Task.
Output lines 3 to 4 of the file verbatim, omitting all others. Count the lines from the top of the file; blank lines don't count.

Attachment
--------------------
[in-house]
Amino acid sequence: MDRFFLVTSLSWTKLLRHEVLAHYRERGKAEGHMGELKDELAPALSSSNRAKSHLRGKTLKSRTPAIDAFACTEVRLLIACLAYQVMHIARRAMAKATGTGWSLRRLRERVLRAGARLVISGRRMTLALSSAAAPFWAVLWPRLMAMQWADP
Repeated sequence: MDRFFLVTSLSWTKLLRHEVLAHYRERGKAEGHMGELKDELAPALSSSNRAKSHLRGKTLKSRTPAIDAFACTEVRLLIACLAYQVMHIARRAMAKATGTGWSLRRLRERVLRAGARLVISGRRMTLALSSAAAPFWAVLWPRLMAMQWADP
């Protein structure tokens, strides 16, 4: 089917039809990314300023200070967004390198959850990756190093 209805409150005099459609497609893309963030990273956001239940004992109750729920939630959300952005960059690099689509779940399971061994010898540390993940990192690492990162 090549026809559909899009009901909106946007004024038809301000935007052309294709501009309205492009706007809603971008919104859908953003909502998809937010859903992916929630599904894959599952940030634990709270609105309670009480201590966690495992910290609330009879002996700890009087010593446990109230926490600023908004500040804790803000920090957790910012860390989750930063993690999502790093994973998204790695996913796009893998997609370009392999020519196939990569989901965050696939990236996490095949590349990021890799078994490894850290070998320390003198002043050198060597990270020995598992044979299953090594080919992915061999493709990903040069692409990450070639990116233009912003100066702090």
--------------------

Repeated sequence: MDRFFLVTSLSWTKLLRHEVLAHYRERGKAEGHMGELKDELAPALSSSNRAKSHLRGKTLKSRTPAIDAFACTEVRLLIACLAYQVMHIARRAMAKATGTGWSLRRLRERVLRAGARLVISGRRMTLALSSAAAPFWAVLWPRLMAMQWADP
């Protein structure tokens, strides 16, 4: 089917039809990314300023200070967004390198959850990756190093 209805409150005099459609497609893309963030990273956001239940004992109750729920939630959300952005960059690099689509779940399971061994010898540390993940990192690492990162 090549026809559909899009009901909106946007004024038809301000935007052309294709501009309205492009706007809603971008919104859908953003909502998809937010859903992916929630599904894959599952940030634990709270609105309670009480201590966690495992910290609330009879002996700890009087010593446990109230926490600023908004500040804790803000920090957790910012860390989750930063993690999502790093994973998204790695996913796009893998997609370009392999020519196939990569989901965050696939990236996490095949590349990021890799078994490894850290070998320390003198002043050198060597990270020995598992044979299953090594080919992915061999493709990903040069692409990450070639990116233009912003100066702090």